The Burlington Zephyr, once a state-of-art passenger train, is now relegated to the Chicago Museum of Science and Industry, where an animated burro, Zeph, speaks to museum visitors. I don’t know what happened to the original Zeph that was a passenger and the mascot on the Burlington Zephyr when it set the record.
The importance of the railroad to Galesburg far exceeded the immediate payroll. It also facilitated the success of other industries. Folks often remark about the presence of the right type of clay and shale to support the Purington Brick Factory that was located near East Galesburg. And this is true. However, less is mentioned of the importance of the railroad. Bricks are heavy, bulky, and without rail, transportation costs become too expensive to ship very far. The railroad tracks adjacent to the brick factory provided access to a much larger marketplace. The railroad could cost-effectively haul bricks not only to adjoining states, but to ports for transportation by ship to overseas markets.
The railroads also helped to change the face of the land, and contributed to the decline of small farms and small businesses. Sears could ship entire houses in kits for relatively easy assembly. Lumber could bypass local lumber yards. Skilled labor wasn’t as necessary. Household goods, dresses, appliances, and the like could be purchased by catalog and delivered by rail. Local slaughter houses were replaced by shipping livestock to Chicago or Cincinnati where economy of scale put the local businesses out of work.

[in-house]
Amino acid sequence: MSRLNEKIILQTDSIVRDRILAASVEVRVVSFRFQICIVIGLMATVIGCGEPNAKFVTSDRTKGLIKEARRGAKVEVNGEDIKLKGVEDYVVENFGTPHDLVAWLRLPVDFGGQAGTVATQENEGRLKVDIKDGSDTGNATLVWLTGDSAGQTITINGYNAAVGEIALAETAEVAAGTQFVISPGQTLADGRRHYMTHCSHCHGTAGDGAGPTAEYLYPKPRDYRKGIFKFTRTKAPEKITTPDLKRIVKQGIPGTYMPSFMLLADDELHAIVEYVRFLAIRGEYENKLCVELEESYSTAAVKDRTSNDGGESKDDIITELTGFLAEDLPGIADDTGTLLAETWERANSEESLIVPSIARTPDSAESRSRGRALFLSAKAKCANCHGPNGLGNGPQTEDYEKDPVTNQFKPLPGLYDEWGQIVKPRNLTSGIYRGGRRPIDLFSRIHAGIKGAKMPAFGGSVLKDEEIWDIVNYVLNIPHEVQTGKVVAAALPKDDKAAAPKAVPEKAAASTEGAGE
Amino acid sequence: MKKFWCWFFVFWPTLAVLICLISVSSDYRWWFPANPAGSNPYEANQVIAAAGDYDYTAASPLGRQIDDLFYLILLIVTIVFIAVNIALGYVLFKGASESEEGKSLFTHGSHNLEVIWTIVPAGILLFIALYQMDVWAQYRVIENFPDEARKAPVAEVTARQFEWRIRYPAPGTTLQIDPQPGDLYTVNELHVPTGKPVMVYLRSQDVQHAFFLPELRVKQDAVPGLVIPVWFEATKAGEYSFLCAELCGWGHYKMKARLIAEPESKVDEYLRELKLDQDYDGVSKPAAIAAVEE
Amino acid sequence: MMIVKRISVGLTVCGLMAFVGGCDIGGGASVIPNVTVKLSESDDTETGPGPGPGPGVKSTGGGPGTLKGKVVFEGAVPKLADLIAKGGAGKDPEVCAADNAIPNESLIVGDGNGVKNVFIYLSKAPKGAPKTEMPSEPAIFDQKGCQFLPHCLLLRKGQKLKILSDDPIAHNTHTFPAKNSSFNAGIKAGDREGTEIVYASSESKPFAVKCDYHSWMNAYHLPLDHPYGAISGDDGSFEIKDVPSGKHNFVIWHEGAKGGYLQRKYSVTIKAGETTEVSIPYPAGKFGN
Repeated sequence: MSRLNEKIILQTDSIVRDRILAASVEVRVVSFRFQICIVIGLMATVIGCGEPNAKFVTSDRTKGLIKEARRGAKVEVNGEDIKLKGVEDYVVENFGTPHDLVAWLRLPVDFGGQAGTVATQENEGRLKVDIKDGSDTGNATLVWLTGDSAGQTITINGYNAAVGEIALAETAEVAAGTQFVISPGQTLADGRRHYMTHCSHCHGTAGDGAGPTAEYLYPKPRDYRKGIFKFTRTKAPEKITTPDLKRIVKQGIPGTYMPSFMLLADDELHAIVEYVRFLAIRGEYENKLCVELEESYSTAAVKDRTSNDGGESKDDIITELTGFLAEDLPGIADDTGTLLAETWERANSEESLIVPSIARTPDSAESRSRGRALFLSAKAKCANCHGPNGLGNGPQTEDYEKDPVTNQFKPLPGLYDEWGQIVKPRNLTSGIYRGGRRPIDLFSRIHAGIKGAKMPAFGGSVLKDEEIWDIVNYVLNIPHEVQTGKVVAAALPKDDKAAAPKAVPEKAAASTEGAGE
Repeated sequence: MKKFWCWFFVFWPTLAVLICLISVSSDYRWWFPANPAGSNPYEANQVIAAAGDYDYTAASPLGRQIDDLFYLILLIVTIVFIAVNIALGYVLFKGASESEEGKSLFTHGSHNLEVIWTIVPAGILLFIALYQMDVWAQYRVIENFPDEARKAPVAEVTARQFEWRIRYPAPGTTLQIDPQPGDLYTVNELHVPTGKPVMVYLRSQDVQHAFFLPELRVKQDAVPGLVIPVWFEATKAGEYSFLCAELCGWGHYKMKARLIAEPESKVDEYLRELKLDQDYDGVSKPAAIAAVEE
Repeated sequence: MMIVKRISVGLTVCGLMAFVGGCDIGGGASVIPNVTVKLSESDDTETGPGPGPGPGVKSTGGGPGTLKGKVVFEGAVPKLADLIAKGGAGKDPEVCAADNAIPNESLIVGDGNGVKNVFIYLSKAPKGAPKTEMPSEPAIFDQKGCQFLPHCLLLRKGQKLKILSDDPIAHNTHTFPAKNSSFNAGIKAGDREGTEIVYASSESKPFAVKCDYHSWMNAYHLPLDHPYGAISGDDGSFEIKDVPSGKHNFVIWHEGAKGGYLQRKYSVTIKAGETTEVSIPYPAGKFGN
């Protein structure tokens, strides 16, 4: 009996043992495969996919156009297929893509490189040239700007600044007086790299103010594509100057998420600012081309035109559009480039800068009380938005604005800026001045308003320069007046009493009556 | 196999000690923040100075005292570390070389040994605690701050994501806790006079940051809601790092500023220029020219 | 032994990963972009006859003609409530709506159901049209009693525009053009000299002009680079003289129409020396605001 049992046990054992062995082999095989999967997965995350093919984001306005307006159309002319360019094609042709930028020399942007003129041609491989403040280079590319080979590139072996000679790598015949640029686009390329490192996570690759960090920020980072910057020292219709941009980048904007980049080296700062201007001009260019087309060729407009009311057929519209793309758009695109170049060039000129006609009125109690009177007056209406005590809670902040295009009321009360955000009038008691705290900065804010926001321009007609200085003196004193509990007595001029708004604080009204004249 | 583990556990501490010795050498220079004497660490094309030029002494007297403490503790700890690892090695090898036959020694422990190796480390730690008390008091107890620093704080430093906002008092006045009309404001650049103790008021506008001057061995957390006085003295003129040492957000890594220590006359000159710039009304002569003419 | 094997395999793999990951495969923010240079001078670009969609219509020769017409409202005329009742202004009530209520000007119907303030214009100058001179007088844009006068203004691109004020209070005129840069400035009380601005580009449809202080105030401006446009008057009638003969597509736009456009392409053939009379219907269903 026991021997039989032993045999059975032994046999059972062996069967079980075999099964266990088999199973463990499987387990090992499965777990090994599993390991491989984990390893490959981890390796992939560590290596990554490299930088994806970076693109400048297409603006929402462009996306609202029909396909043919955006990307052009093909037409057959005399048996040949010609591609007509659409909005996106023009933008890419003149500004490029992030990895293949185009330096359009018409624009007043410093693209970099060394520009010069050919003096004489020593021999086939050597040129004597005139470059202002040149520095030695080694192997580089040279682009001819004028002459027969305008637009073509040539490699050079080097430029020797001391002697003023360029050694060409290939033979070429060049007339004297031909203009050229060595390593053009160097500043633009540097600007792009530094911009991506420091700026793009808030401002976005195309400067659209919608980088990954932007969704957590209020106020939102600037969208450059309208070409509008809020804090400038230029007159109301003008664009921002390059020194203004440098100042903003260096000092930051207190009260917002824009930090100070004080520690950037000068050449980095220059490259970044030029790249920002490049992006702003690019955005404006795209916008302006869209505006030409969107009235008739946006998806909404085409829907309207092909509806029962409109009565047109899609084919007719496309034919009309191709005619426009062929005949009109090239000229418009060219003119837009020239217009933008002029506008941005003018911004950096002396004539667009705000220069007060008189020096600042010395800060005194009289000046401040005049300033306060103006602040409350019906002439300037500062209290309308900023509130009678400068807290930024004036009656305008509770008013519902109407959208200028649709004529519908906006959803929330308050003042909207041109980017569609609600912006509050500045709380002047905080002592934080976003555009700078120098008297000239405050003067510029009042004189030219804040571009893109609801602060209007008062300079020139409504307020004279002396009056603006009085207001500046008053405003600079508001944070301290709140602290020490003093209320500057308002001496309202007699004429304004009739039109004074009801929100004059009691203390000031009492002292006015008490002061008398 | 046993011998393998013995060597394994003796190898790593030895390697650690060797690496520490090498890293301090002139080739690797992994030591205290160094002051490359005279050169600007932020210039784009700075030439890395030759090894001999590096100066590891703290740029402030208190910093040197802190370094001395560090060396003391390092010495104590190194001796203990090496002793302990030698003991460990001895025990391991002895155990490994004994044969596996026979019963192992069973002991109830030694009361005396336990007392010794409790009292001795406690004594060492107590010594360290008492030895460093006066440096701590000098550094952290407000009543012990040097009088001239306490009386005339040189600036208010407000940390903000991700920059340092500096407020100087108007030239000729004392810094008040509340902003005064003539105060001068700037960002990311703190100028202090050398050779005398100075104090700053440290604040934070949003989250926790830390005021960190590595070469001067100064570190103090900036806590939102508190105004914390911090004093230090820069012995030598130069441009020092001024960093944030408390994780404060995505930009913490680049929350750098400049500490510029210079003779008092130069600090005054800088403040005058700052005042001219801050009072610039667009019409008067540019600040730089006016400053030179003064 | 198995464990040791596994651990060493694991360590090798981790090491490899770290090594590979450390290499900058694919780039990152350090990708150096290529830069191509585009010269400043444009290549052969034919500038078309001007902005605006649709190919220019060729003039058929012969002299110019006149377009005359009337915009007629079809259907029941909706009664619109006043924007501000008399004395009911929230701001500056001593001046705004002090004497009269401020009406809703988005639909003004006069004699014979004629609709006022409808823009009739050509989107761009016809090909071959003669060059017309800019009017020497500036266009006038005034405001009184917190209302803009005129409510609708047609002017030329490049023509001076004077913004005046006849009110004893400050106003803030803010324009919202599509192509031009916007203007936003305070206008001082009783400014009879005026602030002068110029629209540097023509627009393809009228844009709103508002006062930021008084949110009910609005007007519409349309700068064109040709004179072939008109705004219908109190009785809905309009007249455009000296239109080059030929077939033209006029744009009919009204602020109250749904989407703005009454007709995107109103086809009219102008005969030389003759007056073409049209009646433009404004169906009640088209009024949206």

Chicago became a major rail and inland water port. Livestock and agricultural products were shipped by train for processing in Chicago. Finished products were shipped out of Chicago to major population centers, mostly in the East. This infrastructure encouraged the economy-of-scale development of the Illinois farmland. Farms became larger, rural populations declined. Houses were torn or burnt down and farm fields expanded in size. Fences and hedgerows were removed to allow for an extra row or two of crops and to accommodate the bigger farm implements needed for the bigger farms.
The decline of the rural, small-farm family adversely affected small towns and their merchants. There was a too small rural population to support local merchants, and with the loss of volume sales, they could not successfully compete with the prices of larger merchants located along the bigger city rail supply lines. Better roads and better cars, giving greater mobility to the remaining rural community, further exacerbated the economic hardship of the small towns.
We have now taken the next step. It is a global economy. If you haven’t noticed, China and Mexico are the source of manufactured goods that used to be made in the US. If you have a doubt, go sit along the railroad track. Watch the names on the sides of the containers being hauled through Galesburg. When they says “China”, they are not referring to dishes.
You can learn a lot about history by tracking the railroad. It will all tie together.